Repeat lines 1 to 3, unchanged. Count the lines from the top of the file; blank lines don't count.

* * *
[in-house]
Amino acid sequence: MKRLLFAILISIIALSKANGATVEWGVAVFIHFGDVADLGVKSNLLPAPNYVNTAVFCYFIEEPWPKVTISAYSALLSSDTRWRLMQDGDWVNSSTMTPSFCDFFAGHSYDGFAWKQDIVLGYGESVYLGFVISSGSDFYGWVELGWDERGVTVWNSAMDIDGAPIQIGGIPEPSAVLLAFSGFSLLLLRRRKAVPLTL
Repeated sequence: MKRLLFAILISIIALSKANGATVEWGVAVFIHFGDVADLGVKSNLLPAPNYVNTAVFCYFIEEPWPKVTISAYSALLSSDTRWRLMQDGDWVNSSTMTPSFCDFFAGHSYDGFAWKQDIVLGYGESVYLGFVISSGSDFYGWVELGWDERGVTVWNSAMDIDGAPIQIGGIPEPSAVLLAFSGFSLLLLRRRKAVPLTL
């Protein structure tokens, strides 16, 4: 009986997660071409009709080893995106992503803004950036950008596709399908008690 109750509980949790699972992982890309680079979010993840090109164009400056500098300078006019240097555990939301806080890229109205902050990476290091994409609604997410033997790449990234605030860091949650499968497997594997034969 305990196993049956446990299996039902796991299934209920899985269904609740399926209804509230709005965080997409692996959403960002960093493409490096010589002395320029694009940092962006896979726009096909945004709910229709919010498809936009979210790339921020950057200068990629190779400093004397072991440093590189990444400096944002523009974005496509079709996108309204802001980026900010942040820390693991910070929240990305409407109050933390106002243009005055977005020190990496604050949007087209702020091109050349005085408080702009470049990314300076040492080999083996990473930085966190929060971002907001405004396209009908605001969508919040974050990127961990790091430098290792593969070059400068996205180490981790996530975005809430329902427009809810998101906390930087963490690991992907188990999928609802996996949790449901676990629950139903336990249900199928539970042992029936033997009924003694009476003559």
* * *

[in-house]
Amino acid sequence: MKRLLFAILISIIALSKANGATVEWGVAVFIHFGDVADLGVKSNLLPAPNYVNTAVFCYFIEEPWPKVTISAYSALLSSDTRWRLMQDGDWVNSSTMTPSFCDFFAGHSYDGFAWKQDIVLGYGESVYLGFVISSGSDFYGWVELGWDERGVTVWNSAMDIDGAPIQIGGIPEPSAVLLAFSGFSLLLLRRRKAVPLTL
Repeated sequence: MKRLLFAILISIIALSKANGATVEWGVAVFIHFGDVADLGVKSNLLPAPNYVNTAVFCYFIEEPWPKVTISAYSALLSSDTRWRLMQDGDWVNSSTMTPSFCDFFAGHSYDGFAWKQDIVLGYGESVYLGFVISSGSDFYGWVELGWDERGVTVWNSAMDIDGAPIQIGGIPEPSAVLLAFSGFSLLLLRRRKAVPLTL